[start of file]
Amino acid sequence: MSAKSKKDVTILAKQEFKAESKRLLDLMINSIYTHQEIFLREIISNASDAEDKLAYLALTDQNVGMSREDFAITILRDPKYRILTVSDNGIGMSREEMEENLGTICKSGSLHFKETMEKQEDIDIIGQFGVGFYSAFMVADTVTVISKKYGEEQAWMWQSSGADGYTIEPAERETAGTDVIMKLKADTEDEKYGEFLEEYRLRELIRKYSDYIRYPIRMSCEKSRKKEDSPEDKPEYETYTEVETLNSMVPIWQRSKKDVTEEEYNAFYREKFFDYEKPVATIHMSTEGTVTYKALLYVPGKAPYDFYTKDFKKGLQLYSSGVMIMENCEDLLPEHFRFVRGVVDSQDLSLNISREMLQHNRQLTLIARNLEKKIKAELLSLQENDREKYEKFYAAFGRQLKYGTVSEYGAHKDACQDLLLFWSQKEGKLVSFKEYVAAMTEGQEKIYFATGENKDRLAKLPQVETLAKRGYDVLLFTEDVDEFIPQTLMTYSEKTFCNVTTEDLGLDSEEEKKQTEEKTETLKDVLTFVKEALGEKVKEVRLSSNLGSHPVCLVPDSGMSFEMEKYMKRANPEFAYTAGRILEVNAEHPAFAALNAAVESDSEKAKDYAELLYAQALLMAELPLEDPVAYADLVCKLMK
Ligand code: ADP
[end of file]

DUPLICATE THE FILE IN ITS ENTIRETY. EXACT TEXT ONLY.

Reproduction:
Amino acid sequence: MSAKSKKDVTILAKQEFKAESKRLLDLMINSIYTHQEIFLREIISNASDAEDKLAYLALTDQNVGMSREDFAITILRDPKYRILTVSDNGIGMSREEMEENLGTICKSGSLHFKETMEKQEDIDIIGQFGVGFYSAFMVADTVTVISKKYGEEQAWMWQSSGADGYTIEPAERETAGTDVIMKLKADTEDEKYGEFLEEYRLRELIRKYSDYIRYPIRMSCEKSRKKEDSPEDKPEYETYTEVETLNSMVPIWQRSKKDVTEEEYNAFYREKFFDYEKPVATIHMSTEGTVTYKALLYVPGKAPYDFYTKDFKKGLQLYSSGVMIMENCEDLLPEHFRFVRGVVDSQDLSLNISREMLQHNRQLTLIARNLEKKIKAELLSLQENDREKYEKFYAAFGRQLKYGTVSEYGAHKDACQDLLLFWSQKEGKLVSFKEYVAAMTEGQEKIYFATGENKDRLAKLPQVETLAKRGYDVLLFTEDVDEFIPQTLMTYSEKTFCNVTTEDLGLDSEEEKKQTEEKTETLKDVLTFVKEALGEKVKEVRLSSNLGSHPVCLVPDSGMSFEMEKYMKRANPEFAYTAGRILEVNAEHPAFAALNAAVESDSEKAKDYAELLYAQALLMAELPLEDPVAYADLVCKLMK
Ligand code: ADP